How to Hold Fewer and More Successful Meetings

Meeting clapping success happy productive Meetings are powerful. Good meetings can forge good relationships, clarify objectives, solve problems, and spur innovation.

Bad meetings are terrible; they frustrate those in attendance, sap energy and enthusiasm, and waste precious time and money. Few people look forward to meetings because most meetings are unproductive and unpleasant.

Meetings can be both effective and enjoyable. Here are simple tips to reduce the number of meetings you have and to improve those you do have.

  1. Begin the meeting with genuine prayer, not a pro forma exercise in religiosity. Remember, “the heart of man plans his way, but the Lord establishes his steps.” Since this is true, ask The Lord to grant you wisdom and providential guidance in your deliberations and decisions.
  2. Don’t meet just because it is on the schedule. Generally, regularly scheduled meetings are a bad idea. For meetings to be useful for all in attendance, they need to be necessary. Prior to scheduling the meeting ask: “Does this topic/issue require a sit down meeting or could you simply call, drop by an office or two, have a standup meeting, or handle the topic/issue by email?” I have made a practice of prescheduling an Executive Team meeting each month to protect the time on the calendar should the meeting be necessary. However, I cancel the meeting unless there is a need to meet as indicated below.
  3. Clarify why you are scheduling the meeting. Knowing the objective (e.g. to review a policy issue, clarify objectives, etc.) is essential but not sufficient. You need to be clear why the objective is valuable and worth the time for a sit down meeting. This is the meeting’s intent. Without a powerful intent you can run an efficient meeting but end up with ineffective or minimum out comes. Pre-scheduled faculty meetings often suffer from an ill defined intent and usually end up being both inefficient and ineffective at moving the school forward.
  4. Are the right people in the meeting? Don’t frustrate people by having them in meetings unless their presence is vital. Keep in mind that having people in a meeting merely to “get information” is probably not a good use of their time. Information can be provided in a memo or an email. However, where interaction and in-depth explanations are needed, a meeting may be appropriate. Keep in mind that if the meeting is for the purpose of making a decision, make sure that only decision makers are present and prepared to make an informed decision. Don’t make the mistake of having, what David Pearl calls, “meeting tourists” present.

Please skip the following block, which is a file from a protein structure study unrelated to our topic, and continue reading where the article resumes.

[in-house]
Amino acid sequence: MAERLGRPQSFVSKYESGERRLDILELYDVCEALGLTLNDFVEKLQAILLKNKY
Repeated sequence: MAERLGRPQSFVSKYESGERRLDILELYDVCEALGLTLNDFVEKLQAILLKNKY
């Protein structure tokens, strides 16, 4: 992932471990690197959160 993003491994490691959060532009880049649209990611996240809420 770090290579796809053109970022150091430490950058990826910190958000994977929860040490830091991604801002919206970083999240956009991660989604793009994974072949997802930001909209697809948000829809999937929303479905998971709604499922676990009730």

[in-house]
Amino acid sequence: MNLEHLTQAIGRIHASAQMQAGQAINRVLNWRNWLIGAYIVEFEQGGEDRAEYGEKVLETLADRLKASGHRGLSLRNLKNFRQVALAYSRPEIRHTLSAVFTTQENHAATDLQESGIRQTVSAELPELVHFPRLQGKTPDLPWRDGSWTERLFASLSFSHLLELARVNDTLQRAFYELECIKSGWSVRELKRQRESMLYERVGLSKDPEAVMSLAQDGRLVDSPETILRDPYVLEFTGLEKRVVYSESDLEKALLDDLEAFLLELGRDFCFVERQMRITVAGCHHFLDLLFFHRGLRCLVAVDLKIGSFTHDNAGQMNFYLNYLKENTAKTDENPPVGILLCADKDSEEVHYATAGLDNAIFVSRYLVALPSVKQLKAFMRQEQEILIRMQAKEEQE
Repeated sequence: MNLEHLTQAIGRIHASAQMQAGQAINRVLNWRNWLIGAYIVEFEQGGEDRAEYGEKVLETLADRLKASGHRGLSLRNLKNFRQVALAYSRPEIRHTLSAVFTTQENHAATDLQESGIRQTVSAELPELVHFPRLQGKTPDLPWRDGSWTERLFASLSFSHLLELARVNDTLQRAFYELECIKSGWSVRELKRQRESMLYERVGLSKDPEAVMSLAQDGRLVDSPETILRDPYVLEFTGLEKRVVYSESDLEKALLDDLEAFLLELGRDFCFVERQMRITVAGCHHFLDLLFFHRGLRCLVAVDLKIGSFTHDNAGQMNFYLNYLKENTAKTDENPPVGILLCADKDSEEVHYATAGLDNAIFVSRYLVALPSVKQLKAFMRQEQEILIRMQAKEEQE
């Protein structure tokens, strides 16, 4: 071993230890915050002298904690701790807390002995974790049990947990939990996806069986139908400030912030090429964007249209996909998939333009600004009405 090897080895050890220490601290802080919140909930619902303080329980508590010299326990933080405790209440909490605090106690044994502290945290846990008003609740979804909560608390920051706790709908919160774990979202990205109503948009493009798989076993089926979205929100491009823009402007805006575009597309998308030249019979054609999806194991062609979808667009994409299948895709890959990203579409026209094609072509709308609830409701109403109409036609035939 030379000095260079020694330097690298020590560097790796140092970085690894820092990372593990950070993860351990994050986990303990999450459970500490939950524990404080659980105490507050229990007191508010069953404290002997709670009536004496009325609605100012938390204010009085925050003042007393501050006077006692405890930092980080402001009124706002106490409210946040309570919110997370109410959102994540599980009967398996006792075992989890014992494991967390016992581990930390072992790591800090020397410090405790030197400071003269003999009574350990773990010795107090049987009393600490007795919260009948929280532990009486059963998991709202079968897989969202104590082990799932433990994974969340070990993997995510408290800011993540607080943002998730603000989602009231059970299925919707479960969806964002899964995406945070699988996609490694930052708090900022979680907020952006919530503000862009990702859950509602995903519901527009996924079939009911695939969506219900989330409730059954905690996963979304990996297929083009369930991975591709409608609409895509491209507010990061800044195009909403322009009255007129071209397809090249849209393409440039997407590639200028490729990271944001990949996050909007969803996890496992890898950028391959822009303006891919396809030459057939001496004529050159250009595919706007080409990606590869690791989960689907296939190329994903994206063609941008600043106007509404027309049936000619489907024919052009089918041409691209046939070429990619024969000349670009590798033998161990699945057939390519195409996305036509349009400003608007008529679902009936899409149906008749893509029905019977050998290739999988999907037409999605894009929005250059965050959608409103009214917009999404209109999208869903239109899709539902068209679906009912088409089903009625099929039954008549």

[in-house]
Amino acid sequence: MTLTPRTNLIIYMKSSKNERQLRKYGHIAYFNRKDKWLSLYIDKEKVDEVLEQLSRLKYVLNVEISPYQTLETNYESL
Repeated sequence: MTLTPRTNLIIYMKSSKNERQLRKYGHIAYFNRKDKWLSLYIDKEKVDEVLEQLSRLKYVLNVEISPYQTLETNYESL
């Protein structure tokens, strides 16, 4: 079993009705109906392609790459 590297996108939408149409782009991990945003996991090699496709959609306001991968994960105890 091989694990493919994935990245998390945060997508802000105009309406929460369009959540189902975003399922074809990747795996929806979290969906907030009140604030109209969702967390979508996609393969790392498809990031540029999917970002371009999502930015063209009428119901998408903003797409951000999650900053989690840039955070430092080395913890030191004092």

5. Don’t try to do everything yourself. It is best to have senior leadership delegate the role of meeting leader to another team member and to assign someone the responsibility to take detailed notes. Senior leaders should focus on asking good questions, listening, and providing top level input.
  6. Encourage everyone’s involvement, especially your wise introverts. Extroverts will speak up but many quieter souls will not. It is often those who are “quick to hear but slow to speak” who have the best insights. Engage them in the discussion and decision making.
  7. Be creative with the types of meetings you have. As David Pearl points out:

    The word ‘meeting’ covers a huge range of diverse interactions. Discussion, debate and decision are all different. Problem-solving is quite distinct from Team-Building. You wouldn’t mix Italian, Mexican and Indian food in a single meal. When we mix these meeting types the results are as unappetizing and indigestible. The simple rule of healthy meeting is: Do one thing well. [1]

    You can have fewer but more productive meetings. Remember to have a clear focus and intent, to have only the right people in the meetings, and consider alternatives to the traditional sit down meeting. Never meet just because it is on the calendar. Purpose and need, not the calendar, should determine whether a meeting is called.